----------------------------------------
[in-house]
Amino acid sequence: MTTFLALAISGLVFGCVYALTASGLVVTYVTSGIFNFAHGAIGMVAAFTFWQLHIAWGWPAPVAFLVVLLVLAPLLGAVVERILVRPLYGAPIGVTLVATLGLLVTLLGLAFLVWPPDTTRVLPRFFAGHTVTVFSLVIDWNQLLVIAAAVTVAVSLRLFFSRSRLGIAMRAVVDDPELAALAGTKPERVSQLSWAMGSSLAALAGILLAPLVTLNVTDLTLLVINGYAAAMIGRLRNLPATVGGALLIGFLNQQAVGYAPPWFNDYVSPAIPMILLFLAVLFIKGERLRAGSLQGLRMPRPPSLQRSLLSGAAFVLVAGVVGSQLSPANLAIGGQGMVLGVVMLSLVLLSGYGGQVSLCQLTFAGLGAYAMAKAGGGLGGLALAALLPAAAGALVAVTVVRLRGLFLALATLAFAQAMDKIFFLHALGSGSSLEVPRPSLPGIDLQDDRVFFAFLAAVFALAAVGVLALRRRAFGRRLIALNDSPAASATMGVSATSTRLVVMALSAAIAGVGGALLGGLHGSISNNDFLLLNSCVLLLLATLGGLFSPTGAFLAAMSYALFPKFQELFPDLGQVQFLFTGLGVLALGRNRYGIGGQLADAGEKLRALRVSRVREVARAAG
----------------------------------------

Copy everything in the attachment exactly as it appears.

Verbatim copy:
[in-house]
Amino acid sequence: MTTFLALAISGLVFGCVYALTASGLVVTYVTSGIFNFAHGAIGMVAAFTFWQLHIAWGWPAPVAFLVVLLVLAPLLGAVVERILVRPLYGAPIGVTLVATLGLLVTLLGLAFLVWPPDTTRVLPRFFAGHTVTVFSLVIDWNQLLVIAAAVTVAVSLRLFFSRSRLGIAMRAVVDDPELAALAGTKPERVSQLSWAMGSSLAALAGILLAPLVTLNVTDLTLLVINGYAAAMIGRLRNLPATVGGALLIGFLNQQAVGYAPPWFNDYVSPAIPMILLFLAVLFIKGERLRAGSLQGLRMPRPPSLQRSLLSGAAFVLVAGVVGSQLSPANLAIGGQGMVLGVVMLSLVLLSGYGGQVSLCQLTFAGLGAYAMAKAGGGLGGLALAALLPAAAGALVAVTVVRLRGLFLALATLAFAQAMDKIFFLHALGSGSSLEVPRPSLPGIDLQDDRVFFAFLAAVFALAAVGVLALRRRAFGRRLIALNDSPAASATMGVSATSTRLVVMALSAAIAGVGGALLGGLHGSISNNDFLLLNSCVLLLLATLGGLFSPTGAFLAAMSYALFPKFQELFPDLGQVQFLFTGLGVLALGRNRYGIGGQLADAGEKLRALRVSRVREVARAAG